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  • News

    How bees defend against some controversial insecticides

    Honeybees and bumblebees have a way to resist toxic compounds in some widely used insecticides.

    These bees make enzymes that help the insects break down a type of neonicotinoid called thiacloprid, scientists report March 22 in Current Biology. Neonicotinoids have been linked to negative effects on bee health, such as difficulty reproducing in honeybees (SN: 7/26/16, p 16). But bees...

    03/22/2018 - 14:41 Toxicology, Chemistry, Conservation
  • News

    Extreme cold is no match for a new battery

    A new type of battery can stand being left out in the cold. 

    This rechargeable battery churns out charge even at –70° Celsius, a temperature where the typical lithium-ion batteries that power many of today’s cell phones, electric cars and other devices don’t work. Batteries that withstand such frigid conditions could help build electronics that function in some of the coldest places on...

    03/02/2018 - 07:00 Chemistry, Materials, Technology
  • News

    Household products make surprisingly large contributions to air pollution

    AUSTIN, Texas — To reduce your impact on air quality, you might expect to trade in your gas-guzzling clunker of a car — but you can also unplug those air fresheners. 

    In urban areas, emissions from consumer goods such as paint, cleaning supplies and personal care products now contribute as much to ozone and fine particulate matter in the atmosphere as do emissions from burning gasoline...

    02/15/2018 - 14:00 Chemistry, Pollution
  • News

    5 ways the heaviest element on the periodic table is really bizarre

    The first 117 elements on the periodic table were relatively normal. Then along came element 118.

    Oganesson, named for Russian physicist Yuri Oganessian (SN: 1/21/17, p. 16), is the heaviest element currently on the periodic table, weighing in with a huge atomic mass of about 300. Only a few atoms of the synthetic element have ever been created, each of which survived for less than a...

    02/12/2018 - 09:00 Physics, Chemistry
  • Teaser

    New textile weathers temperature shift

    Weather changes, but thanks to a new high-tech textile, someday you may not have to switch out your outfit.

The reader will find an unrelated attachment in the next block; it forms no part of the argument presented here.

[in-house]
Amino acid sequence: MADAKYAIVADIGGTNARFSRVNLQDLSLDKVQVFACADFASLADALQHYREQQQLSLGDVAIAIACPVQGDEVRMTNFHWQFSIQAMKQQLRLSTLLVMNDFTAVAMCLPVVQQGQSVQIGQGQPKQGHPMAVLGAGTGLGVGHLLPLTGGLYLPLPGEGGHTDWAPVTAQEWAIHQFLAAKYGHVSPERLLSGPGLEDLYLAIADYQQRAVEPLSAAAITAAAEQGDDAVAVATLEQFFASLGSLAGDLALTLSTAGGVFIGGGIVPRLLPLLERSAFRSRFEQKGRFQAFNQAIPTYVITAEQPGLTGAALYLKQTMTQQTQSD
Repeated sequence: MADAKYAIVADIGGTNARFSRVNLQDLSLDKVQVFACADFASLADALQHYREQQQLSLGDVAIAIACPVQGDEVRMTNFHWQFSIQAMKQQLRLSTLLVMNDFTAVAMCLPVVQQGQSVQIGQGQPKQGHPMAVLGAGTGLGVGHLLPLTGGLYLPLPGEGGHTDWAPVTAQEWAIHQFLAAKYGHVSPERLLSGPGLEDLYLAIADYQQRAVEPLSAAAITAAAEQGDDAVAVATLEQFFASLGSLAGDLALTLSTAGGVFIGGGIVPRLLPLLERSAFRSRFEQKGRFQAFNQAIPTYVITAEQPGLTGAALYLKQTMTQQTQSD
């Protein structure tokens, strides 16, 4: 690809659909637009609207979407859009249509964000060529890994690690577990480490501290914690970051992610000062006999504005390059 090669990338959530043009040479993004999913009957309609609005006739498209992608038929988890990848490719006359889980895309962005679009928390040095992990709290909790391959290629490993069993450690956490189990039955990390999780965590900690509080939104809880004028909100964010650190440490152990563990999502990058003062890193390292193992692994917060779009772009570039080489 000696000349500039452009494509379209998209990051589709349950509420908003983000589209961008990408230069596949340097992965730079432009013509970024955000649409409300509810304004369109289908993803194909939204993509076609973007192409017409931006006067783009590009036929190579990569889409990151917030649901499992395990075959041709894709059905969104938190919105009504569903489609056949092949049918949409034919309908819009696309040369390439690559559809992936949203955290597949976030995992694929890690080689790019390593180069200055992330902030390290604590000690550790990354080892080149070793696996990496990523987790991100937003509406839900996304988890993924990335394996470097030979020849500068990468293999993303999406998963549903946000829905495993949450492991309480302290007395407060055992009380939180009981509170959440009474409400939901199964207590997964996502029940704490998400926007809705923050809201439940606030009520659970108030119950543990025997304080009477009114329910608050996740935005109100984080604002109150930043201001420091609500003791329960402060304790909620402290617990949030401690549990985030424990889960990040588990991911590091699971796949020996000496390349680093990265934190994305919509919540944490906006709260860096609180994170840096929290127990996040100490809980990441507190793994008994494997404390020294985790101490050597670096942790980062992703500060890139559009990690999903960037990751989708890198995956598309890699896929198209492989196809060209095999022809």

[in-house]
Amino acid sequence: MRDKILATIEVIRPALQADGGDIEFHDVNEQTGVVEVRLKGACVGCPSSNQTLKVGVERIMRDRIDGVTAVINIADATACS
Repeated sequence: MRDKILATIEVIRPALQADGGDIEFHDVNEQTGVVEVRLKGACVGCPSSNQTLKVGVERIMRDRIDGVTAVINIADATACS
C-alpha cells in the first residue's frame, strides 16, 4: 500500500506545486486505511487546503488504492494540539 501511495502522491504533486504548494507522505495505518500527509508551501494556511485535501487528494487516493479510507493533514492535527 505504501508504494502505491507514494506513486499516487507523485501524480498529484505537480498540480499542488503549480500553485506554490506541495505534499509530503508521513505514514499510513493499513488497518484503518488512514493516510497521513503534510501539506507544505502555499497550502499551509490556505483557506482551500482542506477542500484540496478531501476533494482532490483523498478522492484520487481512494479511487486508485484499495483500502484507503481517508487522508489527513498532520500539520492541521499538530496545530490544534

Materials scientists and engineers at Stanford University have developed a multilayered textile that traps body heat on one side and passively radiates heat away from the body when flipped inside out. The material kept artificial skin within a comfortable range of 32° to 36°...

    02/02/2018 - 11:27 Materials, Technology, Chemistry
  • News

    The secret to icky, sticky bacterial biofilms lies in the microbes’ cellulose

    To build resilient colonies, bacteria make a surprising tweak to a common substance found in cells.

    A  biochemical addition to the cellulose produced by E. coli and other species of bacteria lets them create colonies that are resistant to disruption, researchers report in the Jan. 19 Science. Called biofilms, these microbial colonies can form on medical devices or inside the body,...

    01/18/2018 - 14:31 Microbes, Chemistry
  • News

    Ultrathin 2-D metals get their own periodic table

    A new version of the periodic table showcases the predicted properties of 2-D metals, an obscure class of synthetic materials.

    Arrayed in 1-atom-thick sheets, most of these 2-D metals have yet to be seen in the real world. So Janne Nevalaita and Pekka Koskinen, physicists at the University of Jyväskylä in Finland, simulated 2-D materials of 45 metallic elements, ranging from lithium to...

    01/17/2018 - 16:34 Materials, Physics, Chemistry
  • News

    Electric eels provide a zap of inspiration for a new kind of power source

    New power sources bear a shocking resemblance to the electricity-making organs inside electric eels.

    These artificial electric eel organs are made up of water-based polymer mixes called hydrogels. Such soft, flexible battery-like devices, described online December 13 in Nature, could power soft robots or next-gen wearable and implantable tech.

    “It’s a very smart approach” to...

    12/13/2017 - 13:22 Technology, Chemistry, Materials
  • News

    A potential drug found in a sea creature can now be made efficiently in the lab

    A seaweed-like marine invertebrate contains a molecule that has piqued interest as a drug but is in short supply: Collecting 14 tons of the critters, a type of bryozoan, yields just 18 grams of the potential medicine. Now, an efficient lab recipe might make bryostatin 1 easier to get.

    Making more of the molecule could help scientists figure out whether the drug — which has shown mixed...

    10/12/2017 - 17:47 Chemistry, Biomedicine, Clinical Trials
  • News

    Chemistry Nobel Prize goes to 3-D snapshots of life’s atomic details

    An imaging technique that freezes tiny biological objects such as proteins and viruses in place so that scientists can peer into their structures at the scale of atoms has won its developers the 2017 Nobel Prize in chemistry.

    Jacques Dubochet of the University of Lausanne in Switzerland, Joachim Frank of Columbia University and Richard Henderson of the MRC Laboratory of Molecular Biology...

    10/04/2017 - 18:08 Chemistry